We don’t start having full dreams straight off, but we do seem to go through a stage of tiny little dream scenarios before we begin to relax into deeper sleep. It’s not until around 70–90 minutes into sleep that most people have their first full dream, but these tiny flashes of dreams start to happen as soon as we tip from full consciousness into the initial meandering pathways of slumber.
These fragments of REM-like experiences invariably occur on the way into sleep, as the unconscious mind takes over from conscious thinking (or worse, worrying). And this is a process that needs to be allowed to happen.
But how can this help us kickstart the process of falling asleep?
Embracing the bizarre
As a kid I was sometimes told to count sheep if I couldn’t fall asleep. The idea was that counting imaginary sheep would become so dull that sleep would take over.
As it turns out the idea itself wasn’t so bad – but the logic behind it was all wrong. It wasn’t the boredom that lilted me towards sleep. It was the act of visualization. By imagining sheep, or anything else (non-emotive), we mirror what starts to happen as we fall asleep: the experience of dream fragments.
As we drift/fall (choose your metaphor!) asleep, we have rapid, often quite bizarre visualizations and other imagined sensory episodes. This is effectively a naturally occurring hypnotic trance state. And here’s the exciting bit.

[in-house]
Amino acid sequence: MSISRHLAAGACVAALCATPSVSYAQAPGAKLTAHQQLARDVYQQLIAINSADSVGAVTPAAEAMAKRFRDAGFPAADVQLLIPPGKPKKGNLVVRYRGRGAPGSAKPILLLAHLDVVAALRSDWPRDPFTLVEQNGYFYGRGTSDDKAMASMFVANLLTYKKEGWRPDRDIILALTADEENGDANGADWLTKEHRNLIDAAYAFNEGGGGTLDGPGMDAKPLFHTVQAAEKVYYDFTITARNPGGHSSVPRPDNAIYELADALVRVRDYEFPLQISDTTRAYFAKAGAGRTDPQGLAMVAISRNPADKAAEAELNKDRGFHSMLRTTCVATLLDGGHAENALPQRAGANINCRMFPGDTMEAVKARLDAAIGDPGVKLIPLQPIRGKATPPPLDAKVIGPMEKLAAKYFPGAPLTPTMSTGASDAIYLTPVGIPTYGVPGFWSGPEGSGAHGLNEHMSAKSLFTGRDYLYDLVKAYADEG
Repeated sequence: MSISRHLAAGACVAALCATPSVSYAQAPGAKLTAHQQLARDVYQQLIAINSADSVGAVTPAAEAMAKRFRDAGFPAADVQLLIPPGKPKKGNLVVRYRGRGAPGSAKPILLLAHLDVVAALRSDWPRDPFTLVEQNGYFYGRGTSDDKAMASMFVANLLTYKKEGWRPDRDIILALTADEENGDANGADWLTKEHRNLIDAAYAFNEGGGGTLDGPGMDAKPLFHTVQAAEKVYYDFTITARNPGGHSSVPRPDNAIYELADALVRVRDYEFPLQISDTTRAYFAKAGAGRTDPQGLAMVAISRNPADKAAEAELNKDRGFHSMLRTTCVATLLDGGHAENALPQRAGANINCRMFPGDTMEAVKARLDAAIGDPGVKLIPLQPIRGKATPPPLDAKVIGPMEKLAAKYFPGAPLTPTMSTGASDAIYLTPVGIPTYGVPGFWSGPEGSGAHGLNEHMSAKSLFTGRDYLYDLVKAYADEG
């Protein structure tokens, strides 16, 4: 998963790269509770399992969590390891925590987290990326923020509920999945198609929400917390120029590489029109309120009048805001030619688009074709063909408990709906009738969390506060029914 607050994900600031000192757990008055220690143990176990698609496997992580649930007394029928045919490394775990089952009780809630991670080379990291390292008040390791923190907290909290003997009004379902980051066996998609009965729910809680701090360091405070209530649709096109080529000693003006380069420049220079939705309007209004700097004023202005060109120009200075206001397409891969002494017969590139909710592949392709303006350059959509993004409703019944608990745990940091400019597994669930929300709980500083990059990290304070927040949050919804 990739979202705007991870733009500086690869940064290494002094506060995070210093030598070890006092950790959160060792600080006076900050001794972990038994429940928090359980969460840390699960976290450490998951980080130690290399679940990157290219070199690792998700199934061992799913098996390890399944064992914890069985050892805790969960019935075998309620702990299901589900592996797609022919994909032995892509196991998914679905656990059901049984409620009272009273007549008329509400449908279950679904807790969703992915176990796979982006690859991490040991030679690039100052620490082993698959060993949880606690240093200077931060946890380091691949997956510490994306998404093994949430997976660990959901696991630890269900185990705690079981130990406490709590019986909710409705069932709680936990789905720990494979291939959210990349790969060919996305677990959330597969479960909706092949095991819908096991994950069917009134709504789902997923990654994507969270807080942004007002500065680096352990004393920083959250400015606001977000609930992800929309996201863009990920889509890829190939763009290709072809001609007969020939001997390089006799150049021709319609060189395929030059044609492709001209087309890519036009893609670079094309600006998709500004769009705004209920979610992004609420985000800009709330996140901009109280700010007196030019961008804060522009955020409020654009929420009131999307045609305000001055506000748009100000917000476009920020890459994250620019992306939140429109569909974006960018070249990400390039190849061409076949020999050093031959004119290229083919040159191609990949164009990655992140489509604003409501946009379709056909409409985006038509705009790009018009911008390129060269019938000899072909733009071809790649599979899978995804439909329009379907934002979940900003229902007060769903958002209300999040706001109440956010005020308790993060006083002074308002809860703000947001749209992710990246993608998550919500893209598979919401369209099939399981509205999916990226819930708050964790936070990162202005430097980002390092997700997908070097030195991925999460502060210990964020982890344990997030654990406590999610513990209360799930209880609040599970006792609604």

When we teach people to self-hypnotize, we are also teaching them to enter the initial stages of sleep voluntarily. Hypnosis mirrors what happens during REM sleep. The imagination is activated purposefully through hypnosis, but then is left to ‘run itself’ as we allow ourselves to fall asleep.
Many clients who listen to our hypnosis downloads tell us that they often fall asleep if they listen to them at bedtime. This doesn’t surprise me one bit. Hypnosis mirrors the natural process of falling asleep so well that if a person is already tired, of course sleep becomes irresistible.
This happens so commonly that sometimes I find I even need to recommend that people use hypnosis at other times of day to make sure they don’t fall asleep!
Here are a couple of ways to activate the imagination in order to switch off conscious processing and switch on the brain’s sleep mechanisms.
Technique 1: Take away the pressure to mimic nature
Sometimes people worry they “can’t visualize” (even though they often report having visualized during dreaming).